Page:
A child having a routine pediatric appendectomy develops multiple complications, and instead of the usual 2 days spent in the hospital, the child is now in the second week of hospitalization. The surgeon is insisting that the mother go home and get a good night’s sleep as she has been staying with the child 24/7. Other staff members are commenting on how wonderful it is to have a parent remain overnight. As a nurse, you are concerned about both the patient and the mother. You wonder what is best for the mother and the child in regard to having the mother continue to stay overnight for the rest of the child’s hospitalization.
You think about background information you might need. You know your hospital has recently changed their visitation policy from limited hours with no overnight stays to that of open visitation to allow patients to have their family members and friends with them 24/7.
You e-mail the chair of the visitation committee to ask for the evidence they used to develop the policy. This was easy, as the committee used a citation manager, RefWorks. He shared his RefWorks records with you. As you look through the evidence they used, you quickly realize they focused on adult patients, not pediatric patients. While this evidence may be relevant, you wonder if there may be evidence that speaks specifically to pediatric visitation. This information helps you formulate the following PICOT question:
In parents of hospitalized children, how does remaining overnight with the child compared with limited day visits affect parental level of anxiety?
And transfer the concepts to a PICOT table:
|Population||Parents of hospitalized children|
|Intervention||Parent remains overnight|
|Comparison||Limited day visits|
You contact your healthcare librarian to discuss your PICOT question and search strategy. You both agree that the best search strategy approach begins with three different methods: (1) using keywords; (2) using subject headings; and (3) looking for specific keywords in the title if your search produces too many articles. The librarian asks if you would like her to do the search. You thank her politely but explain that you need to develop your searching skills; you first will try this search on your own. You reassure her that you will keep her posted on how the search goes and call her right away if you run into challenges.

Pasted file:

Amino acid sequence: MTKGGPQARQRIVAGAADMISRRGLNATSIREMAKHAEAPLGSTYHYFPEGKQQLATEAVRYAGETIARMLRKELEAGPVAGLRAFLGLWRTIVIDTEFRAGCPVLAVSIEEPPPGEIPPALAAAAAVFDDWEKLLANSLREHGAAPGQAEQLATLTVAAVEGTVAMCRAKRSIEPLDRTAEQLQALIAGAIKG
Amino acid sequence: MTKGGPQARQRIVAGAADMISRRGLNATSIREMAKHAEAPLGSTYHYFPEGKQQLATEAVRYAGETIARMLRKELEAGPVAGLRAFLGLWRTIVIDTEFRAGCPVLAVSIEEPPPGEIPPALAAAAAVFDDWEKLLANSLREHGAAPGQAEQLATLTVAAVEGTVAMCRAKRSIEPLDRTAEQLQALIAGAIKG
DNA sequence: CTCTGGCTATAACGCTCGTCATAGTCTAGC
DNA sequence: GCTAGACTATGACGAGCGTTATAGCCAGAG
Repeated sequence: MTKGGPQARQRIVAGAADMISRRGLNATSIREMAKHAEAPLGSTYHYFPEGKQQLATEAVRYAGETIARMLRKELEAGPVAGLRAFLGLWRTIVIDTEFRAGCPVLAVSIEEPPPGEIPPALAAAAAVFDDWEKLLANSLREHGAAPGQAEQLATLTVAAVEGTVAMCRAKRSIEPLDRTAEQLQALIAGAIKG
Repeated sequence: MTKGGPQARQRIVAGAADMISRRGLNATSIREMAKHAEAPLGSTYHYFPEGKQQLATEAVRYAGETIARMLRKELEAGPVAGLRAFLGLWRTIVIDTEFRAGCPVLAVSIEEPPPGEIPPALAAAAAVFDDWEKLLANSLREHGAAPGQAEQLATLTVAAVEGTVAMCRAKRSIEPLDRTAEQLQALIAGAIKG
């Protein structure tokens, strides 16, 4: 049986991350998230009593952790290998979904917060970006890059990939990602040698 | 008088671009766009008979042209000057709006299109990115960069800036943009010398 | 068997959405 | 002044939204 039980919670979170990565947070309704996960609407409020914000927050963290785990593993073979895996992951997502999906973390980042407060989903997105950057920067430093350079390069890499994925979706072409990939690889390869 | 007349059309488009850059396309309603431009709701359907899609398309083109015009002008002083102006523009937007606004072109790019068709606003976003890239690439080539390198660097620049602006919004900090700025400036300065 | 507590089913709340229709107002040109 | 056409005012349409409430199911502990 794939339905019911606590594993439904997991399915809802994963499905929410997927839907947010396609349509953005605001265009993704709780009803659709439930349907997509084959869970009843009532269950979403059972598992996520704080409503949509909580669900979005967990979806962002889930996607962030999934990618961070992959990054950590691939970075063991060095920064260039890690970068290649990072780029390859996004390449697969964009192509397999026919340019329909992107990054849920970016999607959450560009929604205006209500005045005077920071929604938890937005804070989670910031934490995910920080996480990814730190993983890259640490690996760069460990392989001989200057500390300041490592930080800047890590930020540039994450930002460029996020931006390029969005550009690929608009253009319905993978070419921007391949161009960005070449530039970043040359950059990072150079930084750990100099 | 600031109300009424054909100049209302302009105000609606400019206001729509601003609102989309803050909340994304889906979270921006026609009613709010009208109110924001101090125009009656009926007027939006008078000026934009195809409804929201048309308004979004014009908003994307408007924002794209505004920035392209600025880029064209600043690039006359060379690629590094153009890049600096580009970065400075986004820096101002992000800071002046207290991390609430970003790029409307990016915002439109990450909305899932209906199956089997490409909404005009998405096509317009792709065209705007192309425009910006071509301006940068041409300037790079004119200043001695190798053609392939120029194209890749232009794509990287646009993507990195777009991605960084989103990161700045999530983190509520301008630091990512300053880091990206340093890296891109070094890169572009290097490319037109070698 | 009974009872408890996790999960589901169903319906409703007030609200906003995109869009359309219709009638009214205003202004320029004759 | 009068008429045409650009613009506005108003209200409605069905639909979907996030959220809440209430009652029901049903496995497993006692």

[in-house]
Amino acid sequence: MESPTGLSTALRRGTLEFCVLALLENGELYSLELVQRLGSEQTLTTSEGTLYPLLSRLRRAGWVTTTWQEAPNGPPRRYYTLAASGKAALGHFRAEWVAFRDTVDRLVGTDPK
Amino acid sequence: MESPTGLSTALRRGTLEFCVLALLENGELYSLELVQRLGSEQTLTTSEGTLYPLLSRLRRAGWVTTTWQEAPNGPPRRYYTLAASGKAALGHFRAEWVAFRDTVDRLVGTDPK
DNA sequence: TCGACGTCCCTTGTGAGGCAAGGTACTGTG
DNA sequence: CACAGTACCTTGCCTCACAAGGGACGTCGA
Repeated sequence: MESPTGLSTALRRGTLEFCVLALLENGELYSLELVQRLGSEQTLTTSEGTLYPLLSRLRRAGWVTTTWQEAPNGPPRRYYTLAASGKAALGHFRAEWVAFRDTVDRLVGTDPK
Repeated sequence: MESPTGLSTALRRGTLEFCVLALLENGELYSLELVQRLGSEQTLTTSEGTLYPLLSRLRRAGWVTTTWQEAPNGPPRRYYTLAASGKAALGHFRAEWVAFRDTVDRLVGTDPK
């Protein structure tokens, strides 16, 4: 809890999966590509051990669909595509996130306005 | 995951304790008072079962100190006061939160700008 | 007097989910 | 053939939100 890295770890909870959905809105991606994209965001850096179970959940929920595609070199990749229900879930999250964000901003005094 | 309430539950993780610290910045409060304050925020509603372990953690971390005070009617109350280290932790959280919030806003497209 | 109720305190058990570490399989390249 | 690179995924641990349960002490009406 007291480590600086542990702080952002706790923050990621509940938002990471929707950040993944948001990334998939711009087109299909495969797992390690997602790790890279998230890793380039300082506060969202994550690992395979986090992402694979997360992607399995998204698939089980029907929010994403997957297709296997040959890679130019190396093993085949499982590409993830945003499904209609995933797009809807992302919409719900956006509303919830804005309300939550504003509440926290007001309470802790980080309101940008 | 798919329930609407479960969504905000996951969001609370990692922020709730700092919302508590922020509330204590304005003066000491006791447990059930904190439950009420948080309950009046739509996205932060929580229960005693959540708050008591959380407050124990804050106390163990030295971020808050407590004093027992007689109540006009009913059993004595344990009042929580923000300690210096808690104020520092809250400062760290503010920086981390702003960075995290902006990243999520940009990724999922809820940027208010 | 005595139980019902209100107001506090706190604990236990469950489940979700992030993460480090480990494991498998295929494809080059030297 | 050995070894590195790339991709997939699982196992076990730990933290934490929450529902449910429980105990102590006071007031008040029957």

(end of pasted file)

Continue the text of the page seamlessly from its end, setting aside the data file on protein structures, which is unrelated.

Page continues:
Looking at your PICOT questions, you begin to develop your list of possible keywords. As you enter your keywords, you notice which MeSH terms are used for relevant studies and what subject headings are suggested in CINAHL. These methods help you find your subject terms before you start that part of the search. Your search results emerge.
LAYOUT OF RELEVANT TERMS
|Concepts||Keywords||MeSH Identified||CINAHL Terms|
|Population Parents of hospitalized children||Parent(s) Mom; mother Dad; father||Parents Visitors to patients||Visitors to patients Parents Parent–child relations|
|Hospitalized children||Child, children Kid(s)||Child, hospitalized Inpatients Hospitals, pediatric||Child, hospitalized Inpatients Hospitals, pediatric|
|Intervention Remaining overnight||Overnight; sleep; sleepover Stay; staying, stays Remain, remaining, remains Room(s) Room in; rooming in||Patients’ rooms||Rooming in Patients’ rooms|
|Comparison Limited day visit||No overnight stay||None||Visitors to patients|
|Outcome Anxiety level||Anxiety; anxious Stress; stressful; stressed||Anxiety Stress, psychological Adaptation, psychological||Anxiety Separation anxiety Stress, psychological Coping|
DATABASES TO SEARCH
You go on to search the following databases that you think might be the best match for answering your PICOT Question: CINAHL, MEDLINE®, Joanna Briggs Institute, PsycINFO, Trip, Google, Google Scholar
CINAHL SEARCH HISTORY
|Set #||Query||Limiters/ Expanders||*Use truncation to pick up parent, parents, parenting Results|
|S1 (Using keyword to represent Population)||Parent*||Boolean/phrase||84,351|
|S3 (Combining sets to represent Population)||S1 and S2||Boolean/phrase||267|
|S4 (Limiting to English language)||S1 and S2||Limiters—English language||231|
|S5 (Using keyword to represent Intervention)||Rooming in||Boolean/phrase||186|
|S6 (Using keyword to represent Intervention)||Overnight||Boolean/phrase||1,837|
|S7 (Using keyword to represent Intervention)||Room||Boolean/phrase||15,044|
|S8 (Combining sets to represent all Intervention)||S5 or S6 or S7||Boolean/phrase||Look at these articles 17,022|